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Restoration of iconic concrete tower mural continues

Conservation specialists, DBR has shared images as work continues on the restoration of the Equality-Harmony mural in Haringey, London. Created in 1986 by artist Gülsün Erbil, the mural occupies the exterior face of a five-storey concrete refuse chute on the side of Tangmere House residential block, part of the Broadwater Farm Estate. The mosaic mural is 20m high and 5m wide, comprised of glass, and weighing in at around 50 tonnes.

The mural's imagery celebrates the universal values of peace, equality, harmony, and community, linked by a rainbow and a musical stave running the full height of the work. The motifs narrate a geographic transition from global to local, starting with the two hemispheres at the top of the composition, followed by the map of the UK, the river Thames, and the London skyline and finally to the buildings of the estate, its people, and the activities they enjoy. 

Erbil said of this work: “This representation of nature and abstract figures throughout suggests a world where everything is functional, harmonious, free, and equal. This vision – of love, peace, harmony, and equality among all races – resonates as the mural's underlying anthem, leading us toward change.”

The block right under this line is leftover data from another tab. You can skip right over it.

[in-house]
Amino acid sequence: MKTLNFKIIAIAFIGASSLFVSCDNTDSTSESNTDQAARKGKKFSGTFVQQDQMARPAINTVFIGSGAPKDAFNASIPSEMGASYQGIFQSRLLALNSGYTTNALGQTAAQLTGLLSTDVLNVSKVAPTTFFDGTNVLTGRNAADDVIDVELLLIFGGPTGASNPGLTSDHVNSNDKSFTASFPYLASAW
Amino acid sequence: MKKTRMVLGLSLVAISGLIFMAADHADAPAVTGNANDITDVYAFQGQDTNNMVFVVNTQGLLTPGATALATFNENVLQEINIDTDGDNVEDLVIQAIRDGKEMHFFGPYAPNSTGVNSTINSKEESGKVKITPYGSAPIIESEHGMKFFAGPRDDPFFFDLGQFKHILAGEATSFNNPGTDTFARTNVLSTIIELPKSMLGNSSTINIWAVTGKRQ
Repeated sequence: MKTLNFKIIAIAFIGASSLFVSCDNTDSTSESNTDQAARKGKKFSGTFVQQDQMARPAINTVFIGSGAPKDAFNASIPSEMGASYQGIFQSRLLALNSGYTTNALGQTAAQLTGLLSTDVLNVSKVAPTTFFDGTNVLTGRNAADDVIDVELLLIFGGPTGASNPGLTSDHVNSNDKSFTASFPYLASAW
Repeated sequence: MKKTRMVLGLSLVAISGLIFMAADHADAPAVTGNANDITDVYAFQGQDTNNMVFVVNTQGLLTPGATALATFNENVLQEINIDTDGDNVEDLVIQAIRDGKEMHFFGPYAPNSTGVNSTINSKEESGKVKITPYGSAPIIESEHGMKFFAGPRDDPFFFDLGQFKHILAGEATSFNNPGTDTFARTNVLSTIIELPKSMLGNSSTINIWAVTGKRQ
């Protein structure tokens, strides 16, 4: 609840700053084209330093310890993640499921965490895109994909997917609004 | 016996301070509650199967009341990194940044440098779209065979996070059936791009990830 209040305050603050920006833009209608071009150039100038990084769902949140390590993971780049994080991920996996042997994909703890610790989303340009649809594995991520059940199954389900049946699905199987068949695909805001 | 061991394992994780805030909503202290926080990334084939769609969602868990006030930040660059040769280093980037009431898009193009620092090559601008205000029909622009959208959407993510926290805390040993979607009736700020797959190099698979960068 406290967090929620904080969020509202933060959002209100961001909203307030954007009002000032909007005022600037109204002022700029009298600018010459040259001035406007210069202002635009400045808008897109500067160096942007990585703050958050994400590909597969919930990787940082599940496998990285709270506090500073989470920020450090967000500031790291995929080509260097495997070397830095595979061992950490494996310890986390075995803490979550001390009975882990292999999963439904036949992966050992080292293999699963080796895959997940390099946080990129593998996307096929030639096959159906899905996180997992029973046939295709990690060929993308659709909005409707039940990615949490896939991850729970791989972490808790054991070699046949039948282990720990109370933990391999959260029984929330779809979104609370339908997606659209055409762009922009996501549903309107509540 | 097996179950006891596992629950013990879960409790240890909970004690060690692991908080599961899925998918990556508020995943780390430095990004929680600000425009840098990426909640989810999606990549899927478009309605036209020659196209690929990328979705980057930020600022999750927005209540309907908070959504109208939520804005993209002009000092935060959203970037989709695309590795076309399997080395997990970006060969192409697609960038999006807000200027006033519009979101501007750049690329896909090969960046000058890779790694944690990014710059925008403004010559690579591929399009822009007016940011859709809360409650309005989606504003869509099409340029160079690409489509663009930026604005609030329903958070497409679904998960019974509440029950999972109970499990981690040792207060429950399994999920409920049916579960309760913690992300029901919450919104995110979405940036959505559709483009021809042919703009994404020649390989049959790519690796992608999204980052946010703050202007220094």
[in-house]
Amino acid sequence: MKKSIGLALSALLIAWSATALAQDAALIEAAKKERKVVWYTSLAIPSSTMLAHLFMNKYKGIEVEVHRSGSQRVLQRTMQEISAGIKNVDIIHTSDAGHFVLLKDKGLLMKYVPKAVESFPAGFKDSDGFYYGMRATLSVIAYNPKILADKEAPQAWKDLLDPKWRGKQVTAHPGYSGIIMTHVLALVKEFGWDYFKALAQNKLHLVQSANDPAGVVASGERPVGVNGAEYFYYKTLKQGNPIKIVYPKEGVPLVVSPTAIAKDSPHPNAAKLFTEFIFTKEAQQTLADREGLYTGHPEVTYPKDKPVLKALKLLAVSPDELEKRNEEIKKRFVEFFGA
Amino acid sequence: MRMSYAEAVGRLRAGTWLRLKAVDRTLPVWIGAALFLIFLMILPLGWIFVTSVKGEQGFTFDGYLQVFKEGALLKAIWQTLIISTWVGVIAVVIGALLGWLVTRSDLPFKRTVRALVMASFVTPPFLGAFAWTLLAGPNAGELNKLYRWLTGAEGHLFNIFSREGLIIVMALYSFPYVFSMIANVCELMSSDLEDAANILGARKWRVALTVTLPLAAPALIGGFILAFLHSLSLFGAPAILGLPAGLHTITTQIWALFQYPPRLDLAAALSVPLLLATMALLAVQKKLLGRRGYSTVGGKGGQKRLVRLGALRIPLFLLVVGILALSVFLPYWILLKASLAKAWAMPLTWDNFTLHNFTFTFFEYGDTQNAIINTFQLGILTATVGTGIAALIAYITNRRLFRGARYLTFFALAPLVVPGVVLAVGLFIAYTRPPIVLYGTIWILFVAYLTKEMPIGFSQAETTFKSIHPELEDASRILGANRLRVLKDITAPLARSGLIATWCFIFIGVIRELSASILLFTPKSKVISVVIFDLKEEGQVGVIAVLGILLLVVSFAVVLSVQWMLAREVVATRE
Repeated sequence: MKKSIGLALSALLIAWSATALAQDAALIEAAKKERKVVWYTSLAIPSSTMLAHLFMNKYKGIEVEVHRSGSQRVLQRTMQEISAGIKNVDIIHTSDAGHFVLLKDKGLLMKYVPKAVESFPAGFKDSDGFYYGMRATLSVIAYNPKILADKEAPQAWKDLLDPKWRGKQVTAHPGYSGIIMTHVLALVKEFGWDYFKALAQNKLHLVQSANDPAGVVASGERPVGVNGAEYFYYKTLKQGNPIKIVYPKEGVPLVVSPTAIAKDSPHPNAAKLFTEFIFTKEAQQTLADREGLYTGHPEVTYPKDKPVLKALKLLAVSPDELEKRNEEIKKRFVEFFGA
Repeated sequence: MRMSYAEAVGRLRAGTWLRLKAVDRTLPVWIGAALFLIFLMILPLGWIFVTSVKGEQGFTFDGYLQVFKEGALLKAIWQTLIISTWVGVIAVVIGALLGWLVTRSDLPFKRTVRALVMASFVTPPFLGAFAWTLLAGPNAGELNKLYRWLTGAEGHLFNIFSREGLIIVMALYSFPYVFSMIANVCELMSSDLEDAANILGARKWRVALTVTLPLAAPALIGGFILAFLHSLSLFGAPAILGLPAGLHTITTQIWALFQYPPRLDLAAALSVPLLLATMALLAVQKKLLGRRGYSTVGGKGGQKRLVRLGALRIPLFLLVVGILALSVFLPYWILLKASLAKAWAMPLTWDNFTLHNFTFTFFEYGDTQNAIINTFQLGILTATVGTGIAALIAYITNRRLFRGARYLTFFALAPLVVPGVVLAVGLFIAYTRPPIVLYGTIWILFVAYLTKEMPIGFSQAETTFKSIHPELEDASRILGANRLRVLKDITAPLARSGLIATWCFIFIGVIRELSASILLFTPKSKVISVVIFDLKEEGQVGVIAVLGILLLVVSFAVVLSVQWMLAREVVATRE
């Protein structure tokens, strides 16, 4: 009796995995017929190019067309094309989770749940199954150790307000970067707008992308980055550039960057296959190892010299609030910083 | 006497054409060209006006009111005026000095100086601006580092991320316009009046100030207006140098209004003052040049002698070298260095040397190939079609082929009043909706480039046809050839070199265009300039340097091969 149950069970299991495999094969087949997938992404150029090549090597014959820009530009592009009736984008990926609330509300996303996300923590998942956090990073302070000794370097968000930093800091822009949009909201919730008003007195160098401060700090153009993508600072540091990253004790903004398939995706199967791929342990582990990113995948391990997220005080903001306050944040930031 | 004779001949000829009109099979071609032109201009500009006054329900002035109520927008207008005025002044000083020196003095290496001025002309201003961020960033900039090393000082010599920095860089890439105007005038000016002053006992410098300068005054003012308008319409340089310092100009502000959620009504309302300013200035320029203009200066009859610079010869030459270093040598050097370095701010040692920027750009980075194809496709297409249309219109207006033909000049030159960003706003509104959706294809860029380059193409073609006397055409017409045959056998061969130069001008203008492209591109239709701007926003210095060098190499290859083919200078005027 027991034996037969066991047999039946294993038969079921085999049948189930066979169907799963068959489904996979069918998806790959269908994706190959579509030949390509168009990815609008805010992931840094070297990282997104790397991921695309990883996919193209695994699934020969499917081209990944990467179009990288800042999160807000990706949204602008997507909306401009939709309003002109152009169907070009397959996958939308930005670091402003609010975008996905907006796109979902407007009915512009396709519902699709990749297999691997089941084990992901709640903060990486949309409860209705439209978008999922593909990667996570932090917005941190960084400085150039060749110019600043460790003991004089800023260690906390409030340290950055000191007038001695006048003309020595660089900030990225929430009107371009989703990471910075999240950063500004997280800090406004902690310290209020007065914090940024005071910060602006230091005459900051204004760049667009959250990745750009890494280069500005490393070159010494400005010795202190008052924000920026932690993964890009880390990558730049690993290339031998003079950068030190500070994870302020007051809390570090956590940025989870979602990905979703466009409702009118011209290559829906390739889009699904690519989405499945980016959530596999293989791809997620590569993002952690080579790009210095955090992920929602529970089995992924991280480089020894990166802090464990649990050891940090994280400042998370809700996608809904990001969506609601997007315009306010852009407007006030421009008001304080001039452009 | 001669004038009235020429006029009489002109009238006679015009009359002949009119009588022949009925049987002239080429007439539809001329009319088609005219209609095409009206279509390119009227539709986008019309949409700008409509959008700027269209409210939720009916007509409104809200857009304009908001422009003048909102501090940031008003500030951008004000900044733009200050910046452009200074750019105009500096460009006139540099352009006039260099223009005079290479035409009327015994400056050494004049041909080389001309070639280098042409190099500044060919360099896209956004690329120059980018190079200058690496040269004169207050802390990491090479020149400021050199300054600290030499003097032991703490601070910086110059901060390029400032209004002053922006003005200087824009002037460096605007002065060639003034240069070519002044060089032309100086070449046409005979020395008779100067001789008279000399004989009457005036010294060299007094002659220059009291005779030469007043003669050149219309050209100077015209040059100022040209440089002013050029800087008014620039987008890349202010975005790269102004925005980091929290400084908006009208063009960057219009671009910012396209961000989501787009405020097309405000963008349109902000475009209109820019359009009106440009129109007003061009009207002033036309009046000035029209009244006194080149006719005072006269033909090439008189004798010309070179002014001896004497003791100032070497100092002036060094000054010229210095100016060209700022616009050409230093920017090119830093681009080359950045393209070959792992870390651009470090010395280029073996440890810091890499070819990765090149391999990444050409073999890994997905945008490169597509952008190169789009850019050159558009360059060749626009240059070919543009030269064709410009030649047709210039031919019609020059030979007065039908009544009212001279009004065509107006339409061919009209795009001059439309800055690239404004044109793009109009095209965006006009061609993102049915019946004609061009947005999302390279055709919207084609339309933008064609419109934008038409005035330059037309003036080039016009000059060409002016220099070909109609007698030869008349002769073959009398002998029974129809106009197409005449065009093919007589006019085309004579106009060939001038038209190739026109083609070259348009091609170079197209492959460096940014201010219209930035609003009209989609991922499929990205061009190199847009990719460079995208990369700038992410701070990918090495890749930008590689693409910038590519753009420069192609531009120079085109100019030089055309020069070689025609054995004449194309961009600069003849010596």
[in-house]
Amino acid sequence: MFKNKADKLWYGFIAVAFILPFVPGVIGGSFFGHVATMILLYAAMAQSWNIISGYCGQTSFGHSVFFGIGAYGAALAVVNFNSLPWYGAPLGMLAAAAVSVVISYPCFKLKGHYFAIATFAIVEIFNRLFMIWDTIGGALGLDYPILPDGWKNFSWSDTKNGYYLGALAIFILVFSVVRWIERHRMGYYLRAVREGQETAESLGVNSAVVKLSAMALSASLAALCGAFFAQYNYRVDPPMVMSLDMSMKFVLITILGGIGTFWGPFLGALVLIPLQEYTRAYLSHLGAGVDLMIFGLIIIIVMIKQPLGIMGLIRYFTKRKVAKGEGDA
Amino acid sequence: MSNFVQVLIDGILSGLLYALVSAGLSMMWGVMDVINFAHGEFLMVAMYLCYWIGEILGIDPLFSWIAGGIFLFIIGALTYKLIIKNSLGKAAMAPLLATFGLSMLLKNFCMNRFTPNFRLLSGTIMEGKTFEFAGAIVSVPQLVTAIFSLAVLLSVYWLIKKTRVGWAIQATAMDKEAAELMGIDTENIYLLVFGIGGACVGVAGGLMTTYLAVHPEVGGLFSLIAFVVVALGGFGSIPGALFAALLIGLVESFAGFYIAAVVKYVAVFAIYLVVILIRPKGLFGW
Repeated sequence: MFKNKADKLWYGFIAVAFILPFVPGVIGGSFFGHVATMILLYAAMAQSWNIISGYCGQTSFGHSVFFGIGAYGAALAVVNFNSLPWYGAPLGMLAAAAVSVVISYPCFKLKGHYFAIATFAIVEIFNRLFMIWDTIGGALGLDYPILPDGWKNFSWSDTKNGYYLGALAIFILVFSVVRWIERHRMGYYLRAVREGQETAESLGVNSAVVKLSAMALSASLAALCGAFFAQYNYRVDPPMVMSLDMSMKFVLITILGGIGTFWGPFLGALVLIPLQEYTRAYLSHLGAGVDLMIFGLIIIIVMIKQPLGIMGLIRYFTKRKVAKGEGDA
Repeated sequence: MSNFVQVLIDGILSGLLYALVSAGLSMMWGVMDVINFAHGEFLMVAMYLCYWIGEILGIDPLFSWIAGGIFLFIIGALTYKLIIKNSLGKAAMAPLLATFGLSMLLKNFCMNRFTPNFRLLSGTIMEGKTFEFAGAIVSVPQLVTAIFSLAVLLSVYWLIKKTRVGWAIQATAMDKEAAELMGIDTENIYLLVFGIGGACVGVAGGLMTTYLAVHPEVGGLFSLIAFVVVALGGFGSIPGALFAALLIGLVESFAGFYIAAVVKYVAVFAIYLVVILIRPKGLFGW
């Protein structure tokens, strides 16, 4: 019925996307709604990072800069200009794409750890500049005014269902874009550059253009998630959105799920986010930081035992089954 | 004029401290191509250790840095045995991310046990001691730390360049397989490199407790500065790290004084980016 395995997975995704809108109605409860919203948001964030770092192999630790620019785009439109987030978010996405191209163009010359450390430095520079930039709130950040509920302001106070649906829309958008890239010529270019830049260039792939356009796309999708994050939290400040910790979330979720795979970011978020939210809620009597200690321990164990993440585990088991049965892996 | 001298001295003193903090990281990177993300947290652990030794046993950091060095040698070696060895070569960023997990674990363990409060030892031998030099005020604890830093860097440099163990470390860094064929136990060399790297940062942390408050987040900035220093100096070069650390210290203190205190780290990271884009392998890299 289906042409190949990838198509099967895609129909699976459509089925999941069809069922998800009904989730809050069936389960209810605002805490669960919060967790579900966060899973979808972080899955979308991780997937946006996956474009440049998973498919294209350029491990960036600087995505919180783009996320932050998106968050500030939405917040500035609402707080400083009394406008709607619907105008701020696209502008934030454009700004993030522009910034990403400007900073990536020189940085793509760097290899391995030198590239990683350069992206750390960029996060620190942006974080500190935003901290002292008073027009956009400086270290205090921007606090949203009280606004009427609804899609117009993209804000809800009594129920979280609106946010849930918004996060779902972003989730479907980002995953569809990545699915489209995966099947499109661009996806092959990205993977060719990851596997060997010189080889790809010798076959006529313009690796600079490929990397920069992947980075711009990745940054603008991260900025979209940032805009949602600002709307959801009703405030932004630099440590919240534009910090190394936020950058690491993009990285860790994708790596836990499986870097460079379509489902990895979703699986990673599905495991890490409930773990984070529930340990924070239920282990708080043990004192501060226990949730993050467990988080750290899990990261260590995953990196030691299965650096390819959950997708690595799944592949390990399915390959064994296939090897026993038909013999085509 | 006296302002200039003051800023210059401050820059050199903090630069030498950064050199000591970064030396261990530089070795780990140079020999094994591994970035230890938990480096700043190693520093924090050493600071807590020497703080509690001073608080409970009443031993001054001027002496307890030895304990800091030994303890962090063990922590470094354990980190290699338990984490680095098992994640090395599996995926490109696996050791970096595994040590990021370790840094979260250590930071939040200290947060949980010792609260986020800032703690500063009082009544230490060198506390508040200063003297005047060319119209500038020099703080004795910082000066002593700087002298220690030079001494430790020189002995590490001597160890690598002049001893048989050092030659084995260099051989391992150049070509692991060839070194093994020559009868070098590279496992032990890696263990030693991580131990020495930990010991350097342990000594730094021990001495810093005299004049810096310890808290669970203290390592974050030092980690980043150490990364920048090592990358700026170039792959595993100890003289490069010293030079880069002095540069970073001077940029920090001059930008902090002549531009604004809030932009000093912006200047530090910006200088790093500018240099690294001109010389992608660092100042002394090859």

Following post-Grenfell safety checks and consultation with residents, Tangmere block, the home of the mural, was scheduled for demolition. In 2022, the mural was granted Grade II listed status by Historic England and, as such, needed to be preserved and restored while demolition works took place to make way for new high-quality council housing. DBR was approached and subsequently hired to record, repair, and conserve this important piece of London’s contemporary social history that was commissioned following the Broadwater Farm riot in 1985. 

Adrian Attwood, DBR’s executive director, said “DBR is honoured to be involved in this project to rescue and conserve such an important landmark of London’s social heritage. We’re proud to have a longstanding association with Historic England and to play our part in protecting Britain’s buildings. The Broadwater Peace Mural is representative of the community that helped create it. The piece is a testament to the social justice campaign that followed the 1985 riots and is an important symbol of community spirit. It is only right that it is properly conserved.”

The conservation specialists worked with the demolition contractor Hughes & Salvidge to erect bespoke scaffolding to the mural, allowing conservators to get close enough to create a visual and tactile survey of the mural. Next, the DBR team drafted a condition report which allowed them to evaluate the condition of the mosaic and the subsequent treatment requirements needing to be carried out. DBR worked with Haringey Council’s Project Management team and conservation officer within the constraints of the listing requirements stipulated by Historic England.